Lena Mitchell


In the three weeks since George Floyd’s death in Minneapolis, Minnesota, that sparked worldwide protests and demonstrations, some critics of the Black Lives Matter Movement, who would rather that Black people remain silent, like to portray what is happening as whining and complaining rather than legitimate issues that need to be addressed.

As a point of historical reference I suggest they read works of poets Maya Angelou, “Still I Rise” (1978), and Langston Hughes, “Let America Be America Again” (1935).

More recently, though, when critics talk about the low economic status of Black people – African Americans – they want to place sole blame on the Black community.

A young woman named Kimberly Jones did an outstanding job of explaining how we arrived at the current economic imbalance of white wealth and Black poverty in the United States in a Twitter video post. I’m using direct quotes and paraphrasing parts of what she said for the sake of space.

Jones used the board game Monopoly, the game of wealth acquisition that many of us have played, to describe how the U.S. economy has evolved.

“We must never forget that economics is the reason that Black people were brought to this country,” Jones said. “We came to do the agricultural work in the South and the textile work in the North. Do you understand that?”

In the first 400 rounds of this Monopoly game – the 400 years of slavery – white players got all the resources on the board. Not only did they withhold all resources from Black people, but the Black people had to work for free helping white people accumulate more and more wealth. They didn’t allow Black people to have money. They didn’t allow Black people to have property. They didn’t allow Black people to have anything.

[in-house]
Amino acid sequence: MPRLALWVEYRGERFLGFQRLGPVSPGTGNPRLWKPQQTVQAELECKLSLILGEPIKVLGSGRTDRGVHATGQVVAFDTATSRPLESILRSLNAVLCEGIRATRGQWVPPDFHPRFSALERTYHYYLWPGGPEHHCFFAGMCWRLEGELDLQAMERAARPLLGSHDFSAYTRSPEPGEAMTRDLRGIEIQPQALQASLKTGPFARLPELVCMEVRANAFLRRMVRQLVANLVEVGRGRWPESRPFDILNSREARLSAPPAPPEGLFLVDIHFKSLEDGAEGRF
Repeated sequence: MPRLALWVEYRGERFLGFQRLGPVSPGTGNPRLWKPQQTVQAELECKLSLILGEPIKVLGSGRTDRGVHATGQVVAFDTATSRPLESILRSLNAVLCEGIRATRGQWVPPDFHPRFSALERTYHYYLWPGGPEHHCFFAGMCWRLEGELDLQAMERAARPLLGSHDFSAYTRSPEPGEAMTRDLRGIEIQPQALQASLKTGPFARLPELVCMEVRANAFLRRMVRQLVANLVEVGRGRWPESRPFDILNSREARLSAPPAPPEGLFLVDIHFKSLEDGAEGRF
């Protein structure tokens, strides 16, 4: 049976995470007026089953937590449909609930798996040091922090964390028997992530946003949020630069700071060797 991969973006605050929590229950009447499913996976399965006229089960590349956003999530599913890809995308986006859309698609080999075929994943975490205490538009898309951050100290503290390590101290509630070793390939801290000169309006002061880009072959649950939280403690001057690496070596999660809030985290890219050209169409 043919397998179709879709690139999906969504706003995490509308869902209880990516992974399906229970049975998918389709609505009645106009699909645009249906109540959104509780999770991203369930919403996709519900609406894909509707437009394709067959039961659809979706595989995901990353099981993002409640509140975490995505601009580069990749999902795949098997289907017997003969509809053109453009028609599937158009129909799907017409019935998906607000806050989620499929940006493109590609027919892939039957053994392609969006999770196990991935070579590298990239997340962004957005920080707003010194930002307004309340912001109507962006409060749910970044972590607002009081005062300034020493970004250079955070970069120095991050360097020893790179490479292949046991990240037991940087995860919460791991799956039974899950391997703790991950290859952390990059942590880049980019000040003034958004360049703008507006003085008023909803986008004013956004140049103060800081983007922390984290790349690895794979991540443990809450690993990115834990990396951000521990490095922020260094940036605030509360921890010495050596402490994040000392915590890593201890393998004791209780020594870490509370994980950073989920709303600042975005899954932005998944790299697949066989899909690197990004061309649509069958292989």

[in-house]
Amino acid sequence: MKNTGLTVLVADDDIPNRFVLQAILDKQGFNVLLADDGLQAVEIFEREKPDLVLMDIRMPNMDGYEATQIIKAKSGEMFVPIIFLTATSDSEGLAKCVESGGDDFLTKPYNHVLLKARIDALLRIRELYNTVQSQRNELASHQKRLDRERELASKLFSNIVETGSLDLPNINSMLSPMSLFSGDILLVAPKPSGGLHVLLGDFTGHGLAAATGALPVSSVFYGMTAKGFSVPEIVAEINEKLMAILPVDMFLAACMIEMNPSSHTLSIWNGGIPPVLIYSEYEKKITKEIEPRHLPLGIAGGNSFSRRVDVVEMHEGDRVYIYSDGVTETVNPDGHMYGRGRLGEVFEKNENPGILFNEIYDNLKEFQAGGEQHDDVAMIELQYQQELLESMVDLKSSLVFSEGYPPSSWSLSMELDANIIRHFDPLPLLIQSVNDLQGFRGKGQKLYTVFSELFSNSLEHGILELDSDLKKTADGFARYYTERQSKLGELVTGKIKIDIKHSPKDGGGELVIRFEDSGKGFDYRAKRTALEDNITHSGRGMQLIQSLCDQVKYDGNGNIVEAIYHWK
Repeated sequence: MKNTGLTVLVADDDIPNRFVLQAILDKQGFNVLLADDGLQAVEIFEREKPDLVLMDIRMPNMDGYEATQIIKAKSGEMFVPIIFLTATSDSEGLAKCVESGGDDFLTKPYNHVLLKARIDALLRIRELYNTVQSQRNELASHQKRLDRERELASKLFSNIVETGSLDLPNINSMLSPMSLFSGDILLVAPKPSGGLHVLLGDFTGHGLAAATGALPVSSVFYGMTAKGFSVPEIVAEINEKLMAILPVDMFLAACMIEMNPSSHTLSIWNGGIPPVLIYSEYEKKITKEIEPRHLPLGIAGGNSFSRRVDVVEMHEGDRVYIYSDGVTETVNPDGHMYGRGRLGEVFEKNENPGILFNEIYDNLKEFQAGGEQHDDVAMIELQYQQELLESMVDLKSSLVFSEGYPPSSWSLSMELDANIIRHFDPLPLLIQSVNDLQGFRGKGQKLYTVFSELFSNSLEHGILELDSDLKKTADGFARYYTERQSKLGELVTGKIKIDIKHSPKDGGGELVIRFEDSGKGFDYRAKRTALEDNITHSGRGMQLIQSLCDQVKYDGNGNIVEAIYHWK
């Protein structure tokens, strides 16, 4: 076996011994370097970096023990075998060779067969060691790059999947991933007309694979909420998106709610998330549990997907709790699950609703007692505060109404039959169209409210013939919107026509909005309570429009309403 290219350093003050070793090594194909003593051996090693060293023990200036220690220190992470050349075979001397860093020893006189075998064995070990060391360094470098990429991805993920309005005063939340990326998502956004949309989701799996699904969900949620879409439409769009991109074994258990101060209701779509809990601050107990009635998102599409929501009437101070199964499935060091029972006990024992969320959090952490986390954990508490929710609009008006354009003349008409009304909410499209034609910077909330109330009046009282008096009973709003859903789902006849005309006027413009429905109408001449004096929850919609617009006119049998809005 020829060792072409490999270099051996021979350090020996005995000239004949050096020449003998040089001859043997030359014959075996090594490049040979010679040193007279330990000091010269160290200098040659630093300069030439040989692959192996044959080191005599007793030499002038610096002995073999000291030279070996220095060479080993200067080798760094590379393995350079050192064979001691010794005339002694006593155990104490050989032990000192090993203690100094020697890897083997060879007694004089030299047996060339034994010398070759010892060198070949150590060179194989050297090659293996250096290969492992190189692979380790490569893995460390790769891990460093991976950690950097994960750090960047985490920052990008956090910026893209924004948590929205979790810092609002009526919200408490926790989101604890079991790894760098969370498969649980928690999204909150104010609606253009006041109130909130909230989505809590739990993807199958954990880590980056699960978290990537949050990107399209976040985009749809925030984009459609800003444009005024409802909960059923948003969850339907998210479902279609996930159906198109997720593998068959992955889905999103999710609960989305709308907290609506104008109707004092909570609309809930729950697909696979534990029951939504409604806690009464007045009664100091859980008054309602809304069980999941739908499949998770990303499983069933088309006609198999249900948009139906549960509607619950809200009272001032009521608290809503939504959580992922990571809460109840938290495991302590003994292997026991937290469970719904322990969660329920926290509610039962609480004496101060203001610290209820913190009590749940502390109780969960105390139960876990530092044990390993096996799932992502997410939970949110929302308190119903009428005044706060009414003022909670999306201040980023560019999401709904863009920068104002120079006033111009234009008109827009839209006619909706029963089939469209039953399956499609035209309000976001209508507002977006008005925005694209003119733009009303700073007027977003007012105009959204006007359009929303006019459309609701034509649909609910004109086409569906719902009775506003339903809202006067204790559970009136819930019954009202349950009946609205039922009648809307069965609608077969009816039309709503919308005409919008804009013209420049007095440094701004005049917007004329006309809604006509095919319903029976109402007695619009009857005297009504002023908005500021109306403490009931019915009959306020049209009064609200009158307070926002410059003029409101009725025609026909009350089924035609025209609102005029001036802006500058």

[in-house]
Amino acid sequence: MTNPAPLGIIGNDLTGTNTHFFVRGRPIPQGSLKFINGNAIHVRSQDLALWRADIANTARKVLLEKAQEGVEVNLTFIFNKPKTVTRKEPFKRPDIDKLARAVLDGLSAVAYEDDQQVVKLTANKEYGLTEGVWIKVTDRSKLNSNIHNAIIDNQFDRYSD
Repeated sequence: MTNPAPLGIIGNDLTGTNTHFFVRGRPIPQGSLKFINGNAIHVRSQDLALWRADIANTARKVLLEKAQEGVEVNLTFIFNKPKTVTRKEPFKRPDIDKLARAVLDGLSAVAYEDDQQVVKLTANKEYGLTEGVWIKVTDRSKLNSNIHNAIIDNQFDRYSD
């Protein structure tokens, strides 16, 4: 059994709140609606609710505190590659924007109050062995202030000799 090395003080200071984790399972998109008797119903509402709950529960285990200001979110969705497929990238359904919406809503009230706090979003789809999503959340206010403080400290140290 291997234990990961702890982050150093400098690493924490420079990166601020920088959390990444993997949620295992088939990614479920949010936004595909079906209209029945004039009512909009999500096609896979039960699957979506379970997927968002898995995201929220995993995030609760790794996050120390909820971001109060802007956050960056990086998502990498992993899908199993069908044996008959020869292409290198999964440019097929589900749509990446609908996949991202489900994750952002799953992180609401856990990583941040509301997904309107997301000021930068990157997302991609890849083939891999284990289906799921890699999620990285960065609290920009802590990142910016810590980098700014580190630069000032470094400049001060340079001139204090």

Then comes Emancipation and Reconstruction, the next 50 rounds of this Monopoly game.

“We played another 50 rounds of Monopoly, and everything you gained and you earned while playing that round of Monopoly was taken from you,” Jones said. “That was Tulsa (Oklahoma, 1921). That was Rosewood (Florida, 1923). Those are places where we built black economic wealth, where we were self-sufficient, where we owned our stores, where we owned our property. And they burned them to the ground.”

And now we’re in the current phase of the game, when white society says to Black people, “Now you catch up.”

But as Jones so passionately points out, at this point in the game the only way you’re going to catch up is if the other side shares the wealth. And the wealth-sharing efforts that society makes often bring Black people under attack from psychological warfare: “Oh, you’re an equal opportunity hire.”

Understanding the results of the systemic racism that is baked into the structure of American society couldn’t be more simple than that. (Jones’ 8-minute video is on Twitter at pic.twitter.com/l8zX4CULEg.)

Finally, I’ll close with an anonymous quote from the Internet: “Racism is real, even if you aren’t a racist. White privilege is real, even if you don’t feel it. Police brutality is real, even if the cop you know is kind and just. YOUR world isn’t THE world. Everything is not about you.”

LENA MITCHELL is a retired Daily Journal reporter who continues to write a regular column. Contact her at lena.mitchell.dj@gmail.com.

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